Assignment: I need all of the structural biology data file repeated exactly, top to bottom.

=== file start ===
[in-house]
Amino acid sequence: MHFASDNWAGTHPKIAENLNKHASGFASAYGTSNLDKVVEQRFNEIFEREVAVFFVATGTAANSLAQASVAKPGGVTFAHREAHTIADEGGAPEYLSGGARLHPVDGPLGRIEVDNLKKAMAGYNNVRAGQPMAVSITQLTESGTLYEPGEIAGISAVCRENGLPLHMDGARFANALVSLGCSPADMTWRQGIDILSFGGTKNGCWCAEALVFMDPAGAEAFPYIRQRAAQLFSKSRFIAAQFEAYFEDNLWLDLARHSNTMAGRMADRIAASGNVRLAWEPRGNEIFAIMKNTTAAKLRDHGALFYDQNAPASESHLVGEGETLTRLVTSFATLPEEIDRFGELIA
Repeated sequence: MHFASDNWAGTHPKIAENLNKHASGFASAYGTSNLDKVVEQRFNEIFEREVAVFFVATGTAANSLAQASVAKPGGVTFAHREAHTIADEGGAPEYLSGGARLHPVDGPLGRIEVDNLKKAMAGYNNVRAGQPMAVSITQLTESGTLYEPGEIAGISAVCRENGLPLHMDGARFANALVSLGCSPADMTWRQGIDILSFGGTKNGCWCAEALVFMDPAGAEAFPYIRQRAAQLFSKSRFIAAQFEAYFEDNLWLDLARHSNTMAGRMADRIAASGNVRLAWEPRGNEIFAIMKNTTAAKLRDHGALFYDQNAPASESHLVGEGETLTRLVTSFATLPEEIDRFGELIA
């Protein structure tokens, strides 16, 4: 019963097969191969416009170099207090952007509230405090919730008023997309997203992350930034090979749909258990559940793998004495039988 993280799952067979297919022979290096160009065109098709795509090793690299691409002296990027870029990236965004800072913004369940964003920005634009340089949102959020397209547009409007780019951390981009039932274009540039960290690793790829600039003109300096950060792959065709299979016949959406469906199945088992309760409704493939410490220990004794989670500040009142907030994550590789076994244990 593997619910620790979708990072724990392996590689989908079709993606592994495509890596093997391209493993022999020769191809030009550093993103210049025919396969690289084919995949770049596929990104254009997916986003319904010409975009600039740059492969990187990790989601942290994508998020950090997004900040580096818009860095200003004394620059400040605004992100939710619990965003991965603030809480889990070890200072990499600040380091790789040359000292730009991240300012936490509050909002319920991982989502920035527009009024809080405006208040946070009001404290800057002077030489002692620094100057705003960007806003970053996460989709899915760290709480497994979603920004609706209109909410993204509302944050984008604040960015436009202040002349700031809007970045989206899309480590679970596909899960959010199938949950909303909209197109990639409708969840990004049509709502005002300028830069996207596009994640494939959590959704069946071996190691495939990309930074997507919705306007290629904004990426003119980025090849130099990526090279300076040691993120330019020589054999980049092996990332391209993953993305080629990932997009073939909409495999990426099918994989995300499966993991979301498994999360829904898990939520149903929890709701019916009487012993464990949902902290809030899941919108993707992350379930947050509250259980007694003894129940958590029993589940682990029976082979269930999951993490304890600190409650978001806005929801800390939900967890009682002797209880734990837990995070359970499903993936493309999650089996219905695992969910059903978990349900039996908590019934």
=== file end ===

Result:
[in-house]
Amino acid sequence: MHFASDNWAGTHPKIAENLNKHASGFASAYGTSNLDKVVEQRFNEIFEREVAVFFVATGTAANSLAQASVAKPGGVTFAHREAHTIADEGGAPEYLSGGARLHPVDGPLGRIEVDNLKKAMAGYNNVRAGQPMAVSITQLTESGTLYEPGEIAGISAVCRENGLPLHMDGARFANALVSLGCSPADMTWRQGIDILSFGGTKNGCWCAEALVFMDPAGAEAFPYIRQRAAQLFSKSRFIAAQFEAYFEDNLWLDLARHSNTMAGRMADRIAASGNVRLAWEPRGNEIFAIMKNTTAAKLRDHGALFYDQNAPASESHLVGEGETLTRLVTSFATLPEEIDRFGELIA
Repeated sequence: MHFASDNWAGTHPKIAENLNKHASGFASAYGTSNLDKVVEQRFNEIFEREVAVFFVATGTAANSLAQASVAKPGGVTFAHREAHTIADEGGAPEYLSGGARLHPVDGPLGRIEVDNLKKAMAGYNNVRAGQPMAVSITQLTESGTLYEPGEIAGISAVCRENGLPLHMDGARFANALVSLGCSPADMTWRQGIDILSFGGTKNGCWCAEALVFMDPAGAEAFPYIRQRAAQLFSKSRFIAAQFEAYFEDNLWLDLARHSNTMAGRMADRIAASGNVRLAWEPRGNEIFAIMKNTTAAKLRDHGALFYDQNAPASESHLVGEGETLTRLVTSFATLPEEIDRFGELIA
């Protein structure tokens, strides 16, 4: 019963097969191969416009170099207090952007509230405090919730008023997309997203992350930034090979749909258990559940793998004495039988 993280799952067979297919022979290096160009065109098709795509090793690299691409002296990027870029990236965004800072913004369940964003920005634009340089949102959020397209547009409007780019951390981009039932274009540039960290690793790829600039003109300096950060792959065709299979016949959406469906199945088992309760409704493939410490220990004794989670500040009142907030994550590789076994244990 593997619910620790979708990072724990392996590689989908079709993606592994495509890596093997391209493993022999020769191809030009550093993103210049025919396969690289084919995949770049596929990104254009997916986003319904010409975009600039740059492969990187990790989601942290994508998020950090997004900040580096818009860095200003004394620059400040605004992100939710619990965003991965603030809480889990070890200072990499600040380091790789040359000292730009991240300012936490509050909002319920991982989502920035527009009024809080405006208040946070009001404290800057002077030489002692620094100057705003960007806003970053996460989709899915760290709480497994979603920004609706209109909410993204509302944050984008604040960015436009202040002349700031809007970045989206899309480590679970596909899960959010199938949950909303909209197109990639409708969840990004049509709502005002300028830069996207596009994640494939959590959704069946071996190691495939990309930074997507919705306007290629904004990426003119980025090849130099990526090279300076040691993120330019020589054999980049092996990332391209993953993305080629990932997009073939909409495999990426099918994989995300499966993991979301498994999360829904898990939520149903929890709701019916009487012993464990949902902290809030899941919108993707992350379930947050509250259980007694003894129940958590029993589940682990029976082979269930999951993490304890600190409650978001806005929801800390939900967890009682002797209880734990837990995070359970499903993936493309999650089996219905695992969910059903978990349900039996908590019934």